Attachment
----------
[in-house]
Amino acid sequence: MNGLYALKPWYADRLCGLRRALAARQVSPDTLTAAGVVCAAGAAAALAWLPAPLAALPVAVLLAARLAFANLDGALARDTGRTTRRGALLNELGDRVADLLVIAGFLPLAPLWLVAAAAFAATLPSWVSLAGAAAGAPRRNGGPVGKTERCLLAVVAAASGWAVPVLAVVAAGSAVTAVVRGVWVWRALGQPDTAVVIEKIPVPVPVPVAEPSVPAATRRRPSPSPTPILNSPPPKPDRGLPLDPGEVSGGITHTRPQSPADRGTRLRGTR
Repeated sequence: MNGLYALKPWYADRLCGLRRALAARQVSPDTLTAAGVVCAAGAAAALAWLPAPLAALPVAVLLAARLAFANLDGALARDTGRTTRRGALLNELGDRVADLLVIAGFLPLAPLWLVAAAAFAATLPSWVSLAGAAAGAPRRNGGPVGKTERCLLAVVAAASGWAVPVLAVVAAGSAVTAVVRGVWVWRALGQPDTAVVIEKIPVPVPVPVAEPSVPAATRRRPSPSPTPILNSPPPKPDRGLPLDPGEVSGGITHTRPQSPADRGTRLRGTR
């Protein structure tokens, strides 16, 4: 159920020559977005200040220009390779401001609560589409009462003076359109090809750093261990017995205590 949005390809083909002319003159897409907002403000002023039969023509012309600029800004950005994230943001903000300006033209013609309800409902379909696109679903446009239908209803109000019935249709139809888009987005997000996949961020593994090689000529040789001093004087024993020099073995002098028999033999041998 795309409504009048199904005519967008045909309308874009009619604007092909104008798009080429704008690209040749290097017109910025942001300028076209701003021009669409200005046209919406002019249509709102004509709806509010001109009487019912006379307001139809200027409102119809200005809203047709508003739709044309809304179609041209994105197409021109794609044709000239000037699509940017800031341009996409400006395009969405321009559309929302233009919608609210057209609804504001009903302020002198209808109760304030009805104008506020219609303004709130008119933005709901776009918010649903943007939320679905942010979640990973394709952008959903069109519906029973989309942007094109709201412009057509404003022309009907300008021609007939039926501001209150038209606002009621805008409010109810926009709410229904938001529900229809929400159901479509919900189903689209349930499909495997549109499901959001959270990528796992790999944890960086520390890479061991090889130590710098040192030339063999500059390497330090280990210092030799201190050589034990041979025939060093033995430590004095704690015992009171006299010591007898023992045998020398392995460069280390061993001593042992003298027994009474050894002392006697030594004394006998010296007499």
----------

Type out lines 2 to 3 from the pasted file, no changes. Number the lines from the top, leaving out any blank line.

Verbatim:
Amino acid sequence: MNGLYALKPWYADRLCGLRRALAARQVSPDTLTAAGVVCAAGAAAALAWLPAPLAALPVAVLLAARLAFANLDGALARDTGRTTRRGALLNELGDRVADLLVIAGFLPLAPLWLVAAAAFAATLPSWVSLAGAAAGAPRRNGGPVGKTERCLLAVVAAASGWAVPVLAVVAAGSAVTAVVRGVWVWRALGQPDTAVVIEKIPVPVPVPVAEPSVPAATRRRPSPSPTPILNSPPPKPDRGLPLDPGEVSGGITHTRPQSPADRGTRLRGTR
Repeated sequence: MNGLYALKPWYADRLCGLRRALAARQVSPDTLTAAGVVCAAGAAAALAWLPAPLAALPVAVLLAARLAFANLDGALARDTGRTTRRGALLNELGDRVADLLVIAGFLPLAPLWLVAAAAFAATLPSWVSLAGAAAGAPRRNGGPVGKTERCLLAVVAAASGWAVPVLAVVAAGSAVTAVVRGVWVWRALGQPDTAVVIEKIPVPVPVPVAEPSVPAATRRRPSPSPTPILNSPPPKPDRGLPLDPGEVSGGITHTRPQSPADRGTRLRGTR